Subprime lending and the stock market rout

Escrito el 12 marzo 2007 por Juan Toro en Financial Markets

Subprime mortgages and carry trades have been the two nasty words surrounding the recent sell off in the financial markets. The panic was not coming so much on the fall of the Chinese stock market but on the fact that an increase in risk aversion could have ugly consequences in the credit and the foreign exchange market.

But why the subprime mortgages market mattered for Wall Street?. To explain this we need to understand a bit this market. Subprime mortgages are used by someone that cannot qualify for prime financing. Subprime mortgages take approximately 15 % of all mortgages in the US. According to Standard & Poors, «probably the gain in home ownership over the last four, five years, is almost entirely due to looser lending standards.» This market generally targets people with bad or nor credit history, the least creditworthy tier. The development of this market has made mortgages available to those that otherwise would have had no access to the mortgages market. In compensation, borrowers get charged much higher rates. In the last three years the standards used to qualify for sub-prime borrowing have been lowered and other possibilities have been offered to borrowers: such as interest rates only and hybrid mortgages. Hybrid mortgages take many forms. One of them in the 2/28 ARMS This is an adjustable mortgage were the rate is fixed for the first two years and reset in the third at a pre-known level index plus a large margin that can go above the 6 %. This delays problems into the future. Actually most of these types of mortgages were written in 2004 and 2005 and the jump in rates is kicking in.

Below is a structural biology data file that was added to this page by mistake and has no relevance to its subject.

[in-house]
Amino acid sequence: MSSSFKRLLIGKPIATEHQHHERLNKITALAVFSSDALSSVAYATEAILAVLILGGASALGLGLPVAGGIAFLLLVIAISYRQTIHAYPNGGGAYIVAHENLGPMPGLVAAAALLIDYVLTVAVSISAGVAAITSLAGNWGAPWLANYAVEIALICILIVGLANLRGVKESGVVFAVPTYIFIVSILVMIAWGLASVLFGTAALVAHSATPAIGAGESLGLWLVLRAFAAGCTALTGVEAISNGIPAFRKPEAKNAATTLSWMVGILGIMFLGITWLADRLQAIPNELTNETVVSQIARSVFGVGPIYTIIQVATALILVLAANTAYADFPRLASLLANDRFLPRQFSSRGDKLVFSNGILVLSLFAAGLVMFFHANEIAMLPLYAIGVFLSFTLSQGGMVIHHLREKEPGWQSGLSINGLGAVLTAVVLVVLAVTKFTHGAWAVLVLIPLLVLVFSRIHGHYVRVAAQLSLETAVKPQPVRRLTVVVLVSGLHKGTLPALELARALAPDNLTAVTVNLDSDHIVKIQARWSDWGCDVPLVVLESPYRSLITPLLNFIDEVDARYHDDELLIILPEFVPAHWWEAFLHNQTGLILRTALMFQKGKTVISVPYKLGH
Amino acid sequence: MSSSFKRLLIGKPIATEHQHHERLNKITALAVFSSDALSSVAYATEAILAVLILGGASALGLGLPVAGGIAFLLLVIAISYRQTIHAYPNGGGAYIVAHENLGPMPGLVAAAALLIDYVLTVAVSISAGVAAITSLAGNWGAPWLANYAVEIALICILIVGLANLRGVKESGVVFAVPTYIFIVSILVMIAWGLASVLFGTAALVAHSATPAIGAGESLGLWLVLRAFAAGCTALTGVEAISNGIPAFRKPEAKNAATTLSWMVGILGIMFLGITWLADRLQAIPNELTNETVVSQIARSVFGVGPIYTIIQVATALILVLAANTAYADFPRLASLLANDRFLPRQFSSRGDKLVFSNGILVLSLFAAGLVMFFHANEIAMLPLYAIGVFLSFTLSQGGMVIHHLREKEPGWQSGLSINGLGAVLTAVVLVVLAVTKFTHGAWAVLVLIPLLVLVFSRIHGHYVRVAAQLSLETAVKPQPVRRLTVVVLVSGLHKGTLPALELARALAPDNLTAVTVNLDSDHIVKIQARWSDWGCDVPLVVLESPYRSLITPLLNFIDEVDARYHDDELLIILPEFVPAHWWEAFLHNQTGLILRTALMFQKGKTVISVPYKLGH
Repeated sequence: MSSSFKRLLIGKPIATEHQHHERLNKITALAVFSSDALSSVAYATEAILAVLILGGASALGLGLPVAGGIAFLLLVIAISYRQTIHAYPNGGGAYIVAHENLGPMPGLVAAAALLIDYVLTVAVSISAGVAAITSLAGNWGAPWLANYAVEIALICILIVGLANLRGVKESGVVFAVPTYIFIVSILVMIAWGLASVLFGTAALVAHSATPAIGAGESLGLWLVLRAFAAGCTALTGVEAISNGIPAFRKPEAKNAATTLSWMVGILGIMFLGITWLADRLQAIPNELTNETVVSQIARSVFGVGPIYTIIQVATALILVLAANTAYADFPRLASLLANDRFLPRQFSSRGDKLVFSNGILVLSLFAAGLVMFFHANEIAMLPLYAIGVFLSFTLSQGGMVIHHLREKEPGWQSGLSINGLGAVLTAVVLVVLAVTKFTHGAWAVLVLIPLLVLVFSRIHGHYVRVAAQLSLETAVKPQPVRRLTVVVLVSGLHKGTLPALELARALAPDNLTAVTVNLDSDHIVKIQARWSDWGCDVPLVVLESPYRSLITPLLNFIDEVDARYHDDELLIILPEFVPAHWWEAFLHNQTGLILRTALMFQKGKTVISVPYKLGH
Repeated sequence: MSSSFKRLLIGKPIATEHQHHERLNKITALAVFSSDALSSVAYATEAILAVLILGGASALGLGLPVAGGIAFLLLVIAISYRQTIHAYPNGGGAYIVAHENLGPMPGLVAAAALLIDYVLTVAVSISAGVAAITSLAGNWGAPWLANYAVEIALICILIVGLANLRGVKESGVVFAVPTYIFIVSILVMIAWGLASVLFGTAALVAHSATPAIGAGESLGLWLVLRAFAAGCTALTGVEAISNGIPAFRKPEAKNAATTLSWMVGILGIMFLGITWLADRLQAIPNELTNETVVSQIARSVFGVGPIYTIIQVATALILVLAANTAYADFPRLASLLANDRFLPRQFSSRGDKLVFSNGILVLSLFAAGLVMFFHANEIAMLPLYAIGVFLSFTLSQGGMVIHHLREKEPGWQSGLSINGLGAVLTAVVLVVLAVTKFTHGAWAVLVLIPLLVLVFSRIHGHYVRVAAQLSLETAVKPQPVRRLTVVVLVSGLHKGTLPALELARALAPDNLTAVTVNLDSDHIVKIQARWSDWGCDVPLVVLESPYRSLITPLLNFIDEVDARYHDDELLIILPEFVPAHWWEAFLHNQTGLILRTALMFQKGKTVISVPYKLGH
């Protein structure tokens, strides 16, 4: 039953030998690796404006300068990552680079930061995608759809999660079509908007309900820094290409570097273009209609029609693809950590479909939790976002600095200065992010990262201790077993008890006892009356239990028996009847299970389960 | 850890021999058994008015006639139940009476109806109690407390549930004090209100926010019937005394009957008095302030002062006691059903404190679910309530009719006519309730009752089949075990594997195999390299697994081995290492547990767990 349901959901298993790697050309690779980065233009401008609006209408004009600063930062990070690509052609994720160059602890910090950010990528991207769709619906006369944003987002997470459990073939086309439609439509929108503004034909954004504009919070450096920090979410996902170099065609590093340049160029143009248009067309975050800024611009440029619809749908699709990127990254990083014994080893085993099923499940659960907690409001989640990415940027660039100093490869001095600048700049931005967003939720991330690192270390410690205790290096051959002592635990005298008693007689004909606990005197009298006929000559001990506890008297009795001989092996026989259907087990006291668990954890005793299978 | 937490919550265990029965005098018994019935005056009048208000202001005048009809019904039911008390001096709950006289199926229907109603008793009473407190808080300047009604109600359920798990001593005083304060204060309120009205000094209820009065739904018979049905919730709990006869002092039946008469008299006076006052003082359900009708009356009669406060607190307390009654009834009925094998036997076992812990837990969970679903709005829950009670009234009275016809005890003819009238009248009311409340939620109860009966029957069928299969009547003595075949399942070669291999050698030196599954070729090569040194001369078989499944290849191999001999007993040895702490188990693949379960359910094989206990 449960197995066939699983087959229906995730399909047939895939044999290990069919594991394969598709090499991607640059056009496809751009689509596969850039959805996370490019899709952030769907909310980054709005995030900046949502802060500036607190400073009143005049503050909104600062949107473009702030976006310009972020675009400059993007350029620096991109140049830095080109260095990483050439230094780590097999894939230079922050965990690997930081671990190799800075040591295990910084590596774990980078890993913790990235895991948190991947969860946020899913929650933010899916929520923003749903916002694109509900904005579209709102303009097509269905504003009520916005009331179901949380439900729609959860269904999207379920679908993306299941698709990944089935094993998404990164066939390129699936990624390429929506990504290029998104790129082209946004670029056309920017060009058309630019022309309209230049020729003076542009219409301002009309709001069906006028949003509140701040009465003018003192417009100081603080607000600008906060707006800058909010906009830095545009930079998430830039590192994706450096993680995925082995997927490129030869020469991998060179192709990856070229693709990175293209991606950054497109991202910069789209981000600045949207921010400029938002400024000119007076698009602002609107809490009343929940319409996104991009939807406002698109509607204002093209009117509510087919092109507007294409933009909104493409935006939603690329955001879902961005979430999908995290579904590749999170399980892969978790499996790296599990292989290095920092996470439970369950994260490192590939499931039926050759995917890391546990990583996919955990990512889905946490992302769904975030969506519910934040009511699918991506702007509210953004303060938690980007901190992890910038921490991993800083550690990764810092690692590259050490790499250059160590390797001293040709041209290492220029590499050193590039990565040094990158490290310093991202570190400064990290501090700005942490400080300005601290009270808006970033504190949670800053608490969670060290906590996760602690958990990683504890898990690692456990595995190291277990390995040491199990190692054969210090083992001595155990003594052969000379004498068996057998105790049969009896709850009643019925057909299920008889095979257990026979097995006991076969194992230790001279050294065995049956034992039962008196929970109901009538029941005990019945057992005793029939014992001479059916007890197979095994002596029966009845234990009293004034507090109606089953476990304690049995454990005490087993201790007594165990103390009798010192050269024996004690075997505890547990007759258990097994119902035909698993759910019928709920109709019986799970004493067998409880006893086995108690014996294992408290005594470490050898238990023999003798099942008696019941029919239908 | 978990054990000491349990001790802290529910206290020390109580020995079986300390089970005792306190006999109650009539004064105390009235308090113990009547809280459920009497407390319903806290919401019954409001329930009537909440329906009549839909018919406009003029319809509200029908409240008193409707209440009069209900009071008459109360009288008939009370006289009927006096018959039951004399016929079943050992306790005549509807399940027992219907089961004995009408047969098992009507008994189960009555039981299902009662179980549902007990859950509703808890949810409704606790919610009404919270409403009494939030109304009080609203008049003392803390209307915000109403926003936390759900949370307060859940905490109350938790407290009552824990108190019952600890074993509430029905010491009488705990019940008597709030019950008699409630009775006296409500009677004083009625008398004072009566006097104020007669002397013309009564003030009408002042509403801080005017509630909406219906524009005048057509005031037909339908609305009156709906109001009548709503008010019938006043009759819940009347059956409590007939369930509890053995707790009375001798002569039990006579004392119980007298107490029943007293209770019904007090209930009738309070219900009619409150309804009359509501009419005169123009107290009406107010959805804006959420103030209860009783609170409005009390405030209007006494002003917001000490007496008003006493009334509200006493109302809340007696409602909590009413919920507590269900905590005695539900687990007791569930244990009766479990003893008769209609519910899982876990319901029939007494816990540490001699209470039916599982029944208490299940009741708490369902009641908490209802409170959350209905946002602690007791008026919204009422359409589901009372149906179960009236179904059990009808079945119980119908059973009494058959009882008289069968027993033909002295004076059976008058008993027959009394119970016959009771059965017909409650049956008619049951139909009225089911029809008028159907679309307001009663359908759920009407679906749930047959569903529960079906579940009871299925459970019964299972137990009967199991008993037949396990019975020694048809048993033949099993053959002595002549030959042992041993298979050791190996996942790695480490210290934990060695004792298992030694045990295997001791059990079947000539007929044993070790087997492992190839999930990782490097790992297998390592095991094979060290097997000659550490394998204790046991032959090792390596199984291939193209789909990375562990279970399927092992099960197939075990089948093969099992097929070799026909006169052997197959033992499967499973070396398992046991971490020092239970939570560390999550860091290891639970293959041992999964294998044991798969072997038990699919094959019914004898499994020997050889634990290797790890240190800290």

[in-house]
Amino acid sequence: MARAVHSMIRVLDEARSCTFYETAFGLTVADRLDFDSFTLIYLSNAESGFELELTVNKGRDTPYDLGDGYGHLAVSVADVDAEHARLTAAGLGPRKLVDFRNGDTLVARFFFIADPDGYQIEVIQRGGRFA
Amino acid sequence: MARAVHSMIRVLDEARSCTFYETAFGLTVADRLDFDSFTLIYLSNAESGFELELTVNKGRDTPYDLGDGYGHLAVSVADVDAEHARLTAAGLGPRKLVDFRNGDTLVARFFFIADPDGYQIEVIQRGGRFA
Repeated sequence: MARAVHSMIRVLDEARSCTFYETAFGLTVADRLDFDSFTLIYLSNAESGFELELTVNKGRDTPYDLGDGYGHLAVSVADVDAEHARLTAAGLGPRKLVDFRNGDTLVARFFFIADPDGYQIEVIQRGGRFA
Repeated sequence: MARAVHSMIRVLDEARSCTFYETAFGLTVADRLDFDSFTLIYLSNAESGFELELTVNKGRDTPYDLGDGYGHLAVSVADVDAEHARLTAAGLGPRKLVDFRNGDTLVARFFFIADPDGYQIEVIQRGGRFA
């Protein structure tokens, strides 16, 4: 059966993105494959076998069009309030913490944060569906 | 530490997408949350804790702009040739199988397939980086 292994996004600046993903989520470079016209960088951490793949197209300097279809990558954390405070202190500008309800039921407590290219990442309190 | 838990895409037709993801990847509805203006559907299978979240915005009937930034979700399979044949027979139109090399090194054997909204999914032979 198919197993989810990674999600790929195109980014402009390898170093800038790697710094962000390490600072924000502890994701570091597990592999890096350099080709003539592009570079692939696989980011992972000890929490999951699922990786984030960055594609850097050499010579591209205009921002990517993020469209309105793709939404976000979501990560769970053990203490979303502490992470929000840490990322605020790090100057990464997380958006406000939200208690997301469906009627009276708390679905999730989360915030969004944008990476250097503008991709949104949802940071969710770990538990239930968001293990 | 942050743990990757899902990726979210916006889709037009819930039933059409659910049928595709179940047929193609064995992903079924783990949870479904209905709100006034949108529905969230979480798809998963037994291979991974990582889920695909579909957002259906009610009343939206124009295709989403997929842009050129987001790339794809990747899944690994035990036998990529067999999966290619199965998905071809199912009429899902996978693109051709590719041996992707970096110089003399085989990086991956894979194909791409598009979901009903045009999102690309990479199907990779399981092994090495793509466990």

Sub-prime mortgage lenders have been hit recently by late payments that have turned many of them into trouble. If the percentage of late payments was 7 % a year ago it is now well above 12 %. The numbers of lenders facing financing stretch has increased. Fremont General and New Century are a few examples. Probably this tells you little as you have never heard of them. Do not worry, more relevant players are affected. HSBC has written off around 10 billions dollars in bad loan subprime related and GMAC Financial Service, a subsidiary from General Motors is also cleaning its books.

Some people argue that this is a well separated market and that any credit problem there should not spread elsewhere. Wrong. It all matters. It matters the reassessment of risk by the market. Even if you are a prime borrower you are going to see higher prices in your mortgage. Goldman says that tighter lending standards could cut new home demand by 20% of last year’s demand. It also matters how these mortgages have been repackaged and who holds them. These mortgages are generally packaged as securitized -backed securities- and the middle men are Wall Street banks. These middle men


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